Gestational diabetes is a type of diabetes that occurs during the second or third trimester of pregnancy. Between 3 – 20% of pregnant women develop gestational diabetes, depending on their risk factors.
In most cases women with gestational diabetes did not have diabetes before their pregnancy; however after giving birth, the diabetes usually goes away.
Screening & diagnosing gestational diabetes
Gestational diabetes is usually diagnosed through a blood test 24–28 weeks into pregnancy. Women who are at high risk for type 2 diabetes should be screened at less than 20 weeks of pregnancy.
The good news is that getting screened for gestational diabetes and keeping your blood sugar level in control means you can expect to have a happy, healthy baby.
Understanding gestational diabetes
During gestational diabetes your body cannot produce enough insulin to handle the effects of a growing baby and changing hormone levels.
Insulin is a hormone in your body that helps your body to control the level of glucose (sugar) in your blood. If your body cannot produce enough insulin, the amount of sugar in your blood will rise.
High blood sugar levels during pregnancy could result in problems for you and your baby:
- preeclampsia (high blood pressure that occurs during pregnancy)
- abnormal sugar level in baby
- the baby could grow too large, increasing the need of a caesarean section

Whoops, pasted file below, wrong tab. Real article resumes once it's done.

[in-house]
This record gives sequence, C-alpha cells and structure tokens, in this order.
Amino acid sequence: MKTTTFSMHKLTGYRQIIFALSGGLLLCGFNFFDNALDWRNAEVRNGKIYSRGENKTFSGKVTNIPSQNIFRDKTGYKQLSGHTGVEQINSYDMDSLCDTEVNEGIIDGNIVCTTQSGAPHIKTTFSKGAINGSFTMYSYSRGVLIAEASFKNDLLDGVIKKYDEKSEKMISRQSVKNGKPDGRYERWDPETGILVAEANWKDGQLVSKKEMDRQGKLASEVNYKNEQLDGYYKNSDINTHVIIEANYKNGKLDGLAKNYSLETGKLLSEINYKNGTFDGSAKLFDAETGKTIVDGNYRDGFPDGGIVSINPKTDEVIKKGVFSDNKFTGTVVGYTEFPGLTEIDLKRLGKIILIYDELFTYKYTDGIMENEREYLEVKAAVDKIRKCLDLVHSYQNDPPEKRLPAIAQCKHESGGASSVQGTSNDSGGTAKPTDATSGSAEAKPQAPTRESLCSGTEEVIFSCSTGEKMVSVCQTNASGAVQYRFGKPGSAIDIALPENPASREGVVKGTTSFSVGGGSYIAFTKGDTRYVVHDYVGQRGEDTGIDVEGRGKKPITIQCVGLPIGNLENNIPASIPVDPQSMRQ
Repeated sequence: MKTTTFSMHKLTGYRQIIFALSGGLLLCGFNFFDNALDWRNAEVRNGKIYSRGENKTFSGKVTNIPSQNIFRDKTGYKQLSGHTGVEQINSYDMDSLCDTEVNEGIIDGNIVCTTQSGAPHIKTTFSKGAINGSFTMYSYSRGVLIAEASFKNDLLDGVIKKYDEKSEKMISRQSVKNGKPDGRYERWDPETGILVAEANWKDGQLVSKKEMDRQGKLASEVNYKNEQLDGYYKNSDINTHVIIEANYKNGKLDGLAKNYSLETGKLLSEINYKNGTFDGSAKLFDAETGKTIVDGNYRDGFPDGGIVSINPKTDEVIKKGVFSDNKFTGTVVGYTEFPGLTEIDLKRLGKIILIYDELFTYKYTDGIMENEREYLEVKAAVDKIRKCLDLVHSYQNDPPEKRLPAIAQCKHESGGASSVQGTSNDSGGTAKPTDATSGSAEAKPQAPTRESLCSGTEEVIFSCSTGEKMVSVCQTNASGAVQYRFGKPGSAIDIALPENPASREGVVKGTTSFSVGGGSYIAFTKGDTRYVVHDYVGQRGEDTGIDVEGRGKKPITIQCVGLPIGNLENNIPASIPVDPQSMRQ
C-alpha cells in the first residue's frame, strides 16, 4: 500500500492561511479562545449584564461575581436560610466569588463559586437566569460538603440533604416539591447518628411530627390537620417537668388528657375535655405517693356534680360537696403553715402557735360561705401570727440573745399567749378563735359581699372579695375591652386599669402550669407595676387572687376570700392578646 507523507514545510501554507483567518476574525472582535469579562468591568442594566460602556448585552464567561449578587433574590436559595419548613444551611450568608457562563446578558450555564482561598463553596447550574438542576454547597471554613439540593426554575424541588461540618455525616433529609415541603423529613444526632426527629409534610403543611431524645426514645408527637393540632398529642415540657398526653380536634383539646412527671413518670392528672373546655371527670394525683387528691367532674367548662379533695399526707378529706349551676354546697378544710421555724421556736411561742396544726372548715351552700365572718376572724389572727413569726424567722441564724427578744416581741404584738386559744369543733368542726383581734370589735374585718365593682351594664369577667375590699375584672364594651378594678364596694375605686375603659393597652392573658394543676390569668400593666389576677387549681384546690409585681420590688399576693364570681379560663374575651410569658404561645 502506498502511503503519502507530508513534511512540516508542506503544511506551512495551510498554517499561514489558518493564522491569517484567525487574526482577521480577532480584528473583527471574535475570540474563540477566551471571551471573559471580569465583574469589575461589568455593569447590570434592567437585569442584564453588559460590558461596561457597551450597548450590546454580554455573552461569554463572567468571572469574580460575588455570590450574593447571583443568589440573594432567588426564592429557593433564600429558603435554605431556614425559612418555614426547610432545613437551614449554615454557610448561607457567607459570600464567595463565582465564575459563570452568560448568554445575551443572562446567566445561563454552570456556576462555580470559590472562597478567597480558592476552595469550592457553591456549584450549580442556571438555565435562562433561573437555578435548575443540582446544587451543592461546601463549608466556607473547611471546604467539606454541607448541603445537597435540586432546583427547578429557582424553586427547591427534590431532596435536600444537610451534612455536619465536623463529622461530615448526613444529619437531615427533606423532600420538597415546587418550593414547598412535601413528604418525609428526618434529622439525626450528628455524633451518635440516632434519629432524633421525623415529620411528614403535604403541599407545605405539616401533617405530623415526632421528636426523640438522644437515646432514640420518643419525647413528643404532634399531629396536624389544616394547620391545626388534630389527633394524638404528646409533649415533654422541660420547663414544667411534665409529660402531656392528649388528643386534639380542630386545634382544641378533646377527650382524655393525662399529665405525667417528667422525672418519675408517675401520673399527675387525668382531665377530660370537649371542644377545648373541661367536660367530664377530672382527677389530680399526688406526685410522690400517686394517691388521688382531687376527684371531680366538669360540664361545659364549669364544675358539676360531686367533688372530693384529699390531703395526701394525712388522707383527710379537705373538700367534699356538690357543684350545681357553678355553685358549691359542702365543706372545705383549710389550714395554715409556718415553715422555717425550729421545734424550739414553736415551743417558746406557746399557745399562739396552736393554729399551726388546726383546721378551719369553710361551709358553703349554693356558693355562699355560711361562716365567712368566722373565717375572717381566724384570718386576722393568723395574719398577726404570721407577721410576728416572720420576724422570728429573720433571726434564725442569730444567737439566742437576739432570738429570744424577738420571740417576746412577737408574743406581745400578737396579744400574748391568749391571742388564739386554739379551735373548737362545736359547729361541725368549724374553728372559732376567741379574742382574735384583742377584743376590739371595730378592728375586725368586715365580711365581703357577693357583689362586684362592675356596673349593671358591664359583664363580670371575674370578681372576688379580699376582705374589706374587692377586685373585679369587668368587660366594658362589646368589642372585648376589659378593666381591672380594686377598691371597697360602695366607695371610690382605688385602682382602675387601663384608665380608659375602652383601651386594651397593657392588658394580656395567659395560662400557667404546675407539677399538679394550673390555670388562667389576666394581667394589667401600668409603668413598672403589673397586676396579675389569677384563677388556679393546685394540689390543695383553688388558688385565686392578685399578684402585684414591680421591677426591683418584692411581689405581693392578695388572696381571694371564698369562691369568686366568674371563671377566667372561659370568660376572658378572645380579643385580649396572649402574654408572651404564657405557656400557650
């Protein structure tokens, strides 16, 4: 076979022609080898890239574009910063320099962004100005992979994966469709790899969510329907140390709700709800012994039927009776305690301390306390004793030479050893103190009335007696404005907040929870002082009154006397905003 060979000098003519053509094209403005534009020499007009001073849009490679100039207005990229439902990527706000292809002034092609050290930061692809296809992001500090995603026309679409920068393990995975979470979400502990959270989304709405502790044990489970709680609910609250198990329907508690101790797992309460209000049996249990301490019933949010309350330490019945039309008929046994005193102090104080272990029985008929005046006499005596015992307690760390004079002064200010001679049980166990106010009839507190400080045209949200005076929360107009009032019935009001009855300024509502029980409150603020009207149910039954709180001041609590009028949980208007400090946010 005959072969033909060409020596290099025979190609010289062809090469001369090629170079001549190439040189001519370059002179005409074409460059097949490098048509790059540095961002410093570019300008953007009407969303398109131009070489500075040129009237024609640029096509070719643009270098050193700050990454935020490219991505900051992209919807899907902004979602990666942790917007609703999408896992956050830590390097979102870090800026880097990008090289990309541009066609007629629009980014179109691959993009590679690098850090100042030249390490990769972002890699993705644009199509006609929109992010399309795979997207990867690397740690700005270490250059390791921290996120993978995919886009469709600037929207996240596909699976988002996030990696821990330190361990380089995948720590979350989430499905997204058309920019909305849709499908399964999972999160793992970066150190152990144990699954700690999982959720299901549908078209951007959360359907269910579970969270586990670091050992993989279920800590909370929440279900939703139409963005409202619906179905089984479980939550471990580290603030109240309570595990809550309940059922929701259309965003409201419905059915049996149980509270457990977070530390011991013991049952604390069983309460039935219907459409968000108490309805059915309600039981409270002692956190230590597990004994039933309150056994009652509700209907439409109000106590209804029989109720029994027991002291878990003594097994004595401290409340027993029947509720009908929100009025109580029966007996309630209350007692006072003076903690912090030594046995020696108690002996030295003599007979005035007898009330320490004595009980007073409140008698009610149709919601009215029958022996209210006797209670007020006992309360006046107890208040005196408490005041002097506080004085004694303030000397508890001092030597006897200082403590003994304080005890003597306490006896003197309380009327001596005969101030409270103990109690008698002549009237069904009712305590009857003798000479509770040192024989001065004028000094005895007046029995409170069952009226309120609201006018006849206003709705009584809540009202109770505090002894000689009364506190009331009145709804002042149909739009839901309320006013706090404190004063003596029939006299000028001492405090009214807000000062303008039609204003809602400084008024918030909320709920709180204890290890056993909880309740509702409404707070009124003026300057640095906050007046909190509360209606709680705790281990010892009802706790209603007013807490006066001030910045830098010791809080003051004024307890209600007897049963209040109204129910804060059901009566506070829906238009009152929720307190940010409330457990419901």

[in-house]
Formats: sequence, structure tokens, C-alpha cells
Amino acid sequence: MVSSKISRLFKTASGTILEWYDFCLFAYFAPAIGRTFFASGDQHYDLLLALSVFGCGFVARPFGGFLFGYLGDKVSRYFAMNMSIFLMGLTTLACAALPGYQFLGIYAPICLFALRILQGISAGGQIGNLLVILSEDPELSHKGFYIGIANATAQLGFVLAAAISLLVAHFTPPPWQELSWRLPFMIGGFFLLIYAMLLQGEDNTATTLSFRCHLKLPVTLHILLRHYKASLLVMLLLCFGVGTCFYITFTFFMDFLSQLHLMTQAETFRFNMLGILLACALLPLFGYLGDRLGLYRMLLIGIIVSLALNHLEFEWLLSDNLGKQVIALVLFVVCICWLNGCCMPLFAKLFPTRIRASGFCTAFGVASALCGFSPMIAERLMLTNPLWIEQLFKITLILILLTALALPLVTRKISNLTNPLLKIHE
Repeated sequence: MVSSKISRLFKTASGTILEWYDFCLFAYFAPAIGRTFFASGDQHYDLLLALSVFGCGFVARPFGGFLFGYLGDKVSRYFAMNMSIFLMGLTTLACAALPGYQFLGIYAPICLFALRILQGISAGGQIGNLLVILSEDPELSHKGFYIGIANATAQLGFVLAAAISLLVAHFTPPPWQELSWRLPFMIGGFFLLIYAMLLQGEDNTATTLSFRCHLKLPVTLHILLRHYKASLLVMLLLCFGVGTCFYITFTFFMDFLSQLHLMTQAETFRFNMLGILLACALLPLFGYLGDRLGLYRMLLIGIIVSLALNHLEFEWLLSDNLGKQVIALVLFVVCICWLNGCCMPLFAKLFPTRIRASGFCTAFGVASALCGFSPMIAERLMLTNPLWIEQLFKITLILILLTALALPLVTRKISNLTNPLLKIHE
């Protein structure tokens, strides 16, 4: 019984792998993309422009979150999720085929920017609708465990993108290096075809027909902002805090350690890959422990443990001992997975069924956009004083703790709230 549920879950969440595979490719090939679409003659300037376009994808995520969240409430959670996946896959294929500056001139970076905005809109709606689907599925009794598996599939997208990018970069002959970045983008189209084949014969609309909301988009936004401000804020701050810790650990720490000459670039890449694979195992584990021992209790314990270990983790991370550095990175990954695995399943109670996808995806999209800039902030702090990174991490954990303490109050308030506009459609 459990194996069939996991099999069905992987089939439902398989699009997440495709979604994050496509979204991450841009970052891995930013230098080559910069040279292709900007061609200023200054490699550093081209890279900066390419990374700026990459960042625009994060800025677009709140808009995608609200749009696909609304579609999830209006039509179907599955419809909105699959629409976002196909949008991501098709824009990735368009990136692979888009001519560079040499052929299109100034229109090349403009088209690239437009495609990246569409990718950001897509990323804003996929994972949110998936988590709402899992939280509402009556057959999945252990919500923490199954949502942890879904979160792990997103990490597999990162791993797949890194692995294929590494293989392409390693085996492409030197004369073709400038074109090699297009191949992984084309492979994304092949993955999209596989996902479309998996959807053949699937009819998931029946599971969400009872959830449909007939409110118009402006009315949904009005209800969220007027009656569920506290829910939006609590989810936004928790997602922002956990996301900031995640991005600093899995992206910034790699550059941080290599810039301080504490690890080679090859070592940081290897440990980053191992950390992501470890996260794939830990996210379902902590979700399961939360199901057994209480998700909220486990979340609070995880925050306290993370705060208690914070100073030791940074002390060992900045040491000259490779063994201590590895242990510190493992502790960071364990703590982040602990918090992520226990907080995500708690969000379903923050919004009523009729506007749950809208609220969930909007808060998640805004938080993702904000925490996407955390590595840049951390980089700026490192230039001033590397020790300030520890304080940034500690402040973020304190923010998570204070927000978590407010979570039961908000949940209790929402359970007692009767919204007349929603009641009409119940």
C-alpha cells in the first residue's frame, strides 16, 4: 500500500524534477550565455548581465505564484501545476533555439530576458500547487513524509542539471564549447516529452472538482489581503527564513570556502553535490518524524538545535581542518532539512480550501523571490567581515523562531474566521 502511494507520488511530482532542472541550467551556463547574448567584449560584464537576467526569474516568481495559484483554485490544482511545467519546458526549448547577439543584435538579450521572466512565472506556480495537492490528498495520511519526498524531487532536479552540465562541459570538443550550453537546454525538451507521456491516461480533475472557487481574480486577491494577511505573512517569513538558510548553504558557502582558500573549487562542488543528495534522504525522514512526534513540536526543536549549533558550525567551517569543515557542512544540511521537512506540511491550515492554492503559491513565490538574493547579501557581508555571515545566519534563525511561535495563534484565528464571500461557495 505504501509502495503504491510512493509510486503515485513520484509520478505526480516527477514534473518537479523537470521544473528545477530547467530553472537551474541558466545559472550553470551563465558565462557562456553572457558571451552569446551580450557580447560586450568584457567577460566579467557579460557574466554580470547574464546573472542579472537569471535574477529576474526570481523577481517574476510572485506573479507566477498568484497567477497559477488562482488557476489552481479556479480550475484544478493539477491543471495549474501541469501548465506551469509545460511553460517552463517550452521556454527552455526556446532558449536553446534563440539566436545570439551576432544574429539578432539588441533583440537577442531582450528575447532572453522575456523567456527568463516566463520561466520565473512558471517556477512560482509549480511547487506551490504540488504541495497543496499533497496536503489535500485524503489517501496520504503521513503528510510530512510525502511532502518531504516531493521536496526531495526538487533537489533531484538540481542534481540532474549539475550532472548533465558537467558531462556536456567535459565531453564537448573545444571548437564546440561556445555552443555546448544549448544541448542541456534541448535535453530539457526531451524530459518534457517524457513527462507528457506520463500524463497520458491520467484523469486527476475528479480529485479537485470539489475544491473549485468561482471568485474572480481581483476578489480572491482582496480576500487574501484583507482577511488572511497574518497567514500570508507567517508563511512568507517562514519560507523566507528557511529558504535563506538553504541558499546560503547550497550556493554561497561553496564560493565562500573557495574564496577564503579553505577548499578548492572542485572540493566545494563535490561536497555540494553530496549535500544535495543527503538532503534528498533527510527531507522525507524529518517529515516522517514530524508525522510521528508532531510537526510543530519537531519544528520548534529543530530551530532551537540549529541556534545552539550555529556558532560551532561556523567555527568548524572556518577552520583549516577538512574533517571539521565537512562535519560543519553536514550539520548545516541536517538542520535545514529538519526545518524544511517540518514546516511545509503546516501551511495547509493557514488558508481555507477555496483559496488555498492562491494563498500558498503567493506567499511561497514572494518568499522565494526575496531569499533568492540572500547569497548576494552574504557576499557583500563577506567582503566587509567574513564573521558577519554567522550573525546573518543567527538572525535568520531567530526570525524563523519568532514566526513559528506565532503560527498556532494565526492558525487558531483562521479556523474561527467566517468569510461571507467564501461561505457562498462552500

- possible birth injury due to the baby's size and difficulties during delivery
As a result, you may both have a higher risk of health problems later in life such as type 2 diabetes and heart disease.
You can reduce the risk of developing gestational diabetes by managing your weight, eating healthily and keeping active before and during pregnancy.
Gestational fact sheet
For additional information about gestational diabetes, the risks, early diagnosis and management.Download PDF
Living with gestational diabetes
Many women with gestational diabetes are able to control their blood sugar levels with lifestyle changes, including diet and physical activity; however, some women will need to inject insulin for better control.
Ask your doctor to refer you to a registered dietitian to learn about healthy eating during pregnancy. Physical activity during pregnancy can also help control your blood sugar level.
Sometimes healthy eating and physical activity are not enough to manage blood sugar levels. In this case, your health-care provider may recommend insulin injections or pills for the duration of your pregnancy. Medication will help keep your blood sugar level within your target range.
Your health-care team will teach you how to check your blood sugar with a blood glucose meter to better track and manage your gestational diabetes. This will help to keep you and your baby in good health.
Get the support you need
Your health-care team can answer your questions and support you through this important time in your life. Your team may include your doctor, nurse and dietitian, but remember: the most important member of your health-care team is you!
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